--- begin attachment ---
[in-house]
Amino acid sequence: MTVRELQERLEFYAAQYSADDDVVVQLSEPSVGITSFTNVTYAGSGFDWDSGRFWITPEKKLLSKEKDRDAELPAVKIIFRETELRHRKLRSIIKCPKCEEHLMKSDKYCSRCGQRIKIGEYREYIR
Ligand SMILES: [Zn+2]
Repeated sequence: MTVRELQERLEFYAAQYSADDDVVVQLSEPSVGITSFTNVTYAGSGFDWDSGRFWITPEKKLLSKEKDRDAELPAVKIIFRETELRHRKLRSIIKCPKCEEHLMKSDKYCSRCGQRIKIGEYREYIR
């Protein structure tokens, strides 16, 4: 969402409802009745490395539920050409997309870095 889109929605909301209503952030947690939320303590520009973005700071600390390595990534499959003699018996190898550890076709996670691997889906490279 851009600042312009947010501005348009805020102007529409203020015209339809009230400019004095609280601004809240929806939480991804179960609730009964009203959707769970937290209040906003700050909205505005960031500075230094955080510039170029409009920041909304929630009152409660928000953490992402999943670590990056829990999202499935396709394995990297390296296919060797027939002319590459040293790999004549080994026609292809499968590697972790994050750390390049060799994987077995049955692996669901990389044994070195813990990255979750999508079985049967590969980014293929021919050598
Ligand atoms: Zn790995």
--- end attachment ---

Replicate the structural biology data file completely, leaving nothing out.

[in-house]
Amino acid sequence: MTVRELQERLEFYAAQYSADDDVVVQLSEPSVGITSFTNVTYAGSGFDWDSGRFWITPEKKLLSKEKDRDAELPAVKIIFRETELRHRKLRSIIKCPKCEEHLMKSDKYCSRCGQRIKIGEYREYIR
Ligand SMILES: [Zn+2]
Repeated sequence: MTVRELQERLEFYAAQYSADDDVVVQLSEPSVGITSFTNVTYAGSGFDWDSGRFWITPEKKLLSKEKDRDAELPAVKIIFRETELRHRKLRSIIKCPKCEEHLMKSDKYCSRCGQRIKIGEYREYIR
């Protein structure tokens, strides 16, 4: 969402409802009745490395539920050409997309870095 889109929605909301209503952030947690939320303590520009973005700071600390390595990534499959003699018996190898550890076709996670691997889906490279 851009600042312009947010501005348009805020102007529409203020015209339809009230400019004095609280601004809240929806939480991804179960609730009964009203959707769970937290209040906003700050909205505005960031500075230094955080510039170029409009920041909304929630009152409660928000953490992402999943670590990056829990999202499935396709394995990297390296296919060797027939002319590459040293790999004549080994026609292809499968590697972790994050750390390049060799994987077995049955692996669901990389044994070195813990990255979750999508079985049967590969980014293929021919050598
Ligand atoms: Zn790995």